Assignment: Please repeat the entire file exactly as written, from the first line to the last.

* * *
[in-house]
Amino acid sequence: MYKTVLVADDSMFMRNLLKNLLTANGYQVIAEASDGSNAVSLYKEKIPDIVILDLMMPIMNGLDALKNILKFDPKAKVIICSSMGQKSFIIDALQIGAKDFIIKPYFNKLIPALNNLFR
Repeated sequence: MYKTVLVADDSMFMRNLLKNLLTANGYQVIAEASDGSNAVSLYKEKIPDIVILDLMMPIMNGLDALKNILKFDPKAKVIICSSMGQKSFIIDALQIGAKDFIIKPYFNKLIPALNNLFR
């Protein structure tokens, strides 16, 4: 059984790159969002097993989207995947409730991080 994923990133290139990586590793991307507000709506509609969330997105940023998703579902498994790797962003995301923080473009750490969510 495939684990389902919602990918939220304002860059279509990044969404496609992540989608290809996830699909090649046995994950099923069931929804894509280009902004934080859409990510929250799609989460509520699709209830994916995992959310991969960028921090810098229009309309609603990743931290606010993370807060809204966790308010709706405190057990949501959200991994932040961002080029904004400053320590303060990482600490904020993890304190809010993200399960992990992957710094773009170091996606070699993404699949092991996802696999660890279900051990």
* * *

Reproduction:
[in-house]
Amino acid sequence: MYKTVLVADDSMFMRNLLKNLLTANGYQVIAEASDGSNAVSLYKEKIPDIVILDLMMPIMNGLDALKNILKFDPKAKVIICSSMGQKSFIIDALQIGAKDFIIKPYFNKLIPALNNLFR
Repeated sequence: MYKTVLVADDSMFMRNLLKNLLTANGYQVIAEASDGSNAVSLYKEKIPDIVILDLMMPIMNGLDALKNILKFDPKAKVIICSSMGQKSFIIDALQIGAKDFIIKPYFNKLIPALNNLFR
């Protein structure tokens, strides 16, 4: 059984790159969002097993989207995947409730991080 994923990133290139990586590793991307507000709506509609969330997105940023998703579902498994790797962003995301923080473009750490969510 495939684990389902919602990918939220304002860059279509990044969404496609992540989608290809996830699909090649046995994950099923069931929804894509280009902004934080859409990510929250799609989460509520699709209830994916995992959310991969960028921090810098229009309309609603990743931290606010993370807060809204966790308010709706405190057990949501959200991994932040961002080029904004400053320590303060990482600490904020993890304190809010993200399960992990992957710094773009170091996606070699993404699949092991996802696999660890279900051990």